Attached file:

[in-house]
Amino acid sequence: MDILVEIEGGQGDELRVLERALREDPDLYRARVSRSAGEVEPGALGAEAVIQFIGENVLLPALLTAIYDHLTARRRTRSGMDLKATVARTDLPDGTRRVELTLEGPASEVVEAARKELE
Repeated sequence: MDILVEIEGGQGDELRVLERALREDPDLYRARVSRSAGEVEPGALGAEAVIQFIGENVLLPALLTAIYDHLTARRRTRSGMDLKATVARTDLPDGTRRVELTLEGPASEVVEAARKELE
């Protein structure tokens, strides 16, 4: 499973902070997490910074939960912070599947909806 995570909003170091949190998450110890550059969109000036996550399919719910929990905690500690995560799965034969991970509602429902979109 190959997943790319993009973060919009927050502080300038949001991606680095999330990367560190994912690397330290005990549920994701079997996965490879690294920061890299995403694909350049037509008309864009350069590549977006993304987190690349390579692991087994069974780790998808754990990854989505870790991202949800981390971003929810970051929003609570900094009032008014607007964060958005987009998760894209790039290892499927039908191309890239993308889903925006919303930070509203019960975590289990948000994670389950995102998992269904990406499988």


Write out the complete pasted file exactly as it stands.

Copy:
[in-house]
Amino acid sequence: MDILVEIEGGQGDELRVLERALREDPDLYRARVSRSAGEVEPGALGAEAVIQFIGENVLLPALLTAIYDHLTARRRTRSGMDLKATVARTDLPDGTRRVELTLEGPASEVVEAARKELE
Repeated sequence: MDILVEIEGGQGDELRVLERALREDPDLYRARVSRSAGEVEPGALGAEAVIQFIGENVLLPALLTAIYDHLTARRRTRSGMDLKATVARTDLPDGTRRVELTLEGPASEVVEAARKELE
């Protein structure tokens, strides 16, 4: 499973902070997490910074939960912070599947909806 995570909003170091949190998450110890550059969109000036996550399919719910929990905690500690995560799965034969991970509602429902979109 190959997943790319993009973060919009927050502080300038949001991606680095999330990367560190994912690397330290005990549920994701079997996965490879690294920061890299995403694909350049037509008309864009350069590549977006993304987190690349390579692991087994069974780790998808754990990854989505870790991202949800981390971003929810970051929003609570900094009032008014607007964060958005987009998760894209790039290892499927039908191309890239993308889903925006919303930070509203019960975590289990948000994670389950995102998992269904990406499988």